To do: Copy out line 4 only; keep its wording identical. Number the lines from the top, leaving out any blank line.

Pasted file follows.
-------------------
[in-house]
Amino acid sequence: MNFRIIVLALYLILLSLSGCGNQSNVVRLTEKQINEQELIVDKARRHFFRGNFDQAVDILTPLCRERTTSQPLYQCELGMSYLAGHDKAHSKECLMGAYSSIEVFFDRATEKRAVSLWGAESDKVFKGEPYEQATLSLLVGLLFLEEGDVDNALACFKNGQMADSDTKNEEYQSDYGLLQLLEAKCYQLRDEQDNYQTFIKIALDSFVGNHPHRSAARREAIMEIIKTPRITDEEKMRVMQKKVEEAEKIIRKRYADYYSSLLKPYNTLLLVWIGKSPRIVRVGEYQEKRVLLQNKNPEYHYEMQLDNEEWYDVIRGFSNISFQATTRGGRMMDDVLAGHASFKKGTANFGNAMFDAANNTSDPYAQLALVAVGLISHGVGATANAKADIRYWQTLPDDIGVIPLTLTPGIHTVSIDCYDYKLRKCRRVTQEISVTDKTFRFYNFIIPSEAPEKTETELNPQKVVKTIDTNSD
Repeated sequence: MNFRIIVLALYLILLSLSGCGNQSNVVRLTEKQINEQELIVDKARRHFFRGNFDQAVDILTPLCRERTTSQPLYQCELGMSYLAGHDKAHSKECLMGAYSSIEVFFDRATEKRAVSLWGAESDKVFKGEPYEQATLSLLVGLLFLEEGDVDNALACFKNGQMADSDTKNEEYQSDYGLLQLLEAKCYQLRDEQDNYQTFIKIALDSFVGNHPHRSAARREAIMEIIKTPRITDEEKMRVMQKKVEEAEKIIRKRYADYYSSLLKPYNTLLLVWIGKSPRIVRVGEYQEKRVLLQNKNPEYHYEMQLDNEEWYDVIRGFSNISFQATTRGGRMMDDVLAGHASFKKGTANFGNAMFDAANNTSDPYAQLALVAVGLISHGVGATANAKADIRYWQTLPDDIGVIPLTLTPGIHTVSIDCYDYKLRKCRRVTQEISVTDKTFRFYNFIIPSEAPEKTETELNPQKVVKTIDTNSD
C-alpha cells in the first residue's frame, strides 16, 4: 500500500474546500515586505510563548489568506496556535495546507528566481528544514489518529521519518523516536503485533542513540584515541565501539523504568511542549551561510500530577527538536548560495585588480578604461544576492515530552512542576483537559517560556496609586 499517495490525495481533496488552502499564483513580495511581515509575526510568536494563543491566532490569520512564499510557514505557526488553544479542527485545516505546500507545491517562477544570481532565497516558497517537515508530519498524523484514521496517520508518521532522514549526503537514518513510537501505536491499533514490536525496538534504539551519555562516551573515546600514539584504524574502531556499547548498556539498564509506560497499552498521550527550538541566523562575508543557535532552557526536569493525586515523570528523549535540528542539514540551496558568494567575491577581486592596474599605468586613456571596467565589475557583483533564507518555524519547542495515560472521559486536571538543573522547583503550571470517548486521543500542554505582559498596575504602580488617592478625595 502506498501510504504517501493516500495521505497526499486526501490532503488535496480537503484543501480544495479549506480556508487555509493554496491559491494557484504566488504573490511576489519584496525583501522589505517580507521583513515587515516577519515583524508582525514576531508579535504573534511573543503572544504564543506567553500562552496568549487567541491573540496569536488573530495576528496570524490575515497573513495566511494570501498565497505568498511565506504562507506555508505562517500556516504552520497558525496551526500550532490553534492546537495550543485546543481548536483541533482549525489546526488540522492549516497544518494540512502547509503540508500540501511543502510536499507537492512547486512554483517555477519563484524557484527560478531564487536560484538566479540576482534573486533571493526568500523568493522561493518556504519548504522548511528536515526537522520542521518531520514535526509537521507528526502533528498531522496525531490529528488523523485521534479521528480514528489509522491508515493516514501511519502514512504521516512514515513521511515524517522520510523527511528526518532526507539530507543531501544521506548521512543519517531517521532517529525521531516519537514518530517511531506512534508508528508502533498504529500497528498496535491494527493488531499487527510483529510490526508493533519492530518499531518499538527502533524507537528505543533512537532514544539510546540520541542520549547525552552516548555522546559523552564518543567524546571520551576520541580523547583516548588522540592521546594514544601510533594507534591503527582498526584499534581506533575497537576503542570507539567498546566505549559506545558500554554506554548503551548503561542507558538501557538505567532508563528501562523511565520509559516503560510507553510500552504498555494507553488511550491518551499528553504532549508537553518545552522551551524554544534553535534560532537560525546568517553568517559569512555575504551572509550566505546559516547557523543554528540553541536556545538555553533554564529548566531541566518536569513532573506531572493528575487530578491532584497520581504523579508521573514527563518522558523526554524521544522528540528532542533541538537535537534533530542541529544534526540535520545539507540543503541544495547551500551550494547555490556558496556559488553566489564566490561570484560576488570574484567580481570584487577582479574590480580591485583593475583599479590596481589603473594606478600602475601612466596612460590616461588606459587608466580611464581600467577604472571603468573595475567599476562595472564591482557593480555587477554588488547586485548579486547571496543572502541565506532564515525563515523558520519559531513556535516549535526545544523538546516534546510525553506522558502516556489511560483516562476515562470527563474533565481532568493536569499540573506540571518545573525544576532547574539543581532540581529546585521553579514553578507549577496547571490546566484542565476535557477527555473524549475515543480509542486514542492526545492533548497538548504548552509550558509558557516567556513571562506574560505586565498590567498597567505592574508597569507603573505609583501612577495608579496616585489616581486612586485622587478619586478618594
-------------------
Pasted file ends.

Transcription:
C-alpha cells in the first residue's frame, strides 16, 4: 500500500474546500515586505510563548489568506496556535495546507528566481528544514489518529521519518523516536503485533542513540584515541565501539523504568511542549551561510500530577527538536548560495585588480578604461544576492515530552512542576483537559517560556496609586 499517495490525495481533496488552502499564483513580495511581515509575526510568536494563543491566532490569520512564499510557514505557526488553544479542527485545516505546500507545491517562477544570481532565497516558497517537515508530519498524523484514521496517520508518521532522514549526503537514518513510537501505536491499533514490536525496538534504539551519555562516551573515546600514539584504524574502531556499547548498556539498564509506560497499552498521550527550538541566523562575508543557535532552557526536569493525586515523570528523549535540528542539514540551496558568494567575491577581486592596474599605468586613456571596467565589475557583483533564507518555524519547542495515560472521559486536571538543573522547583503550571470517548486521543500542554505582559498596575504602580488617592478625595 502506498501510504504517501493516500495521505497526499486526501490532503488535496480537503484543501480544495479549506480556508487555509493554496491559491494557484504566488504573490511576489519584496525583501522589505517580507521583513515587515516577519515583524508582525514576531508579535504573534511573543503572544504564543506567553500562552496568549487567541491573540496569536488573530495576528496570524490575515497573513495566511494570501498565497505568498511565506504562507506555508505562517500556516504552520497558525496551526500550532490553534492546537495550543485546543481548536483541533482549525489546526488540522492549516497544518494540512502547509503540508500540501511543502510536499507537492512547486512554483517555477519563484524557484527560478531564487536560484538566479540576482534573486533571493526568500523568493522561493518556504519548504522548511528536515526537522520542521518531520514535526509537521507528526502533528498531522496525531490529528488523523485521534479521528480514528489509522491508515493516514501511519502514512504521516512514515513521511515524517522520510523527511528526518532526507539530507543531501544521506548521512543519517531517521532517529525521531516519537514518530517511531506512534508508528508502533498504529500497528498496535491494527493488531499487527510483529510490526508493533519492530518499531518499538527502533524507537528505543533512537532514544539510546540520541542520549547525552552516548555522546559523552564518543567524546571520551576520541580523547583516548588522540592521546594514544601510533594507534591503527582498526584499534581506533575497537576503542570507539567498546566505549559506545558500554554506554548503551548503561542507558538501557538505567532508563528501562523511565520509559516503560510507553510500552504498555494507553488511550491518551499528553504532549508537553518545552522551551524554544534553535534560532537560525546568517553568517559569512555575504551572509550566505546559516547557523543554528540553541536556545538555553533554564529548566531541566518536569513532573506531572493528575487530578491532584497520581504523579508521573514527563518522558523526554524521544522528540528532542533541538537535537534533530542541529544534526540535520545539507540543503541544495547551500551550494547555490556558496556559488553566489564566490561570484560576488570574484567580481570584487577582479574590480580591485583593475583599479590596481589603473594606478600602475601612466596612460590616461588606459587608466580611464581600467577604472571603468573595475567599476562595472564591482557593480555587477554588488547586485548579486547571496543572502541565506532564515525563515523558520519559531513556535516549535526545544523538546516534546510525553506522558502516556489511560483516562476515562470527563474533565481532568493536569499540573506540571518545573525544576532547574539543581532540581529546585521553579514553578507549577496547571490546566484542565476535557477527555473524549475515543480509542486514542492526545492533548497538548504548552509550558509558557516567556513571562506574560505586565498590567498597567505592574508597569507603573505609583501612577495608579496616585489616581486612586485622587478619586478618594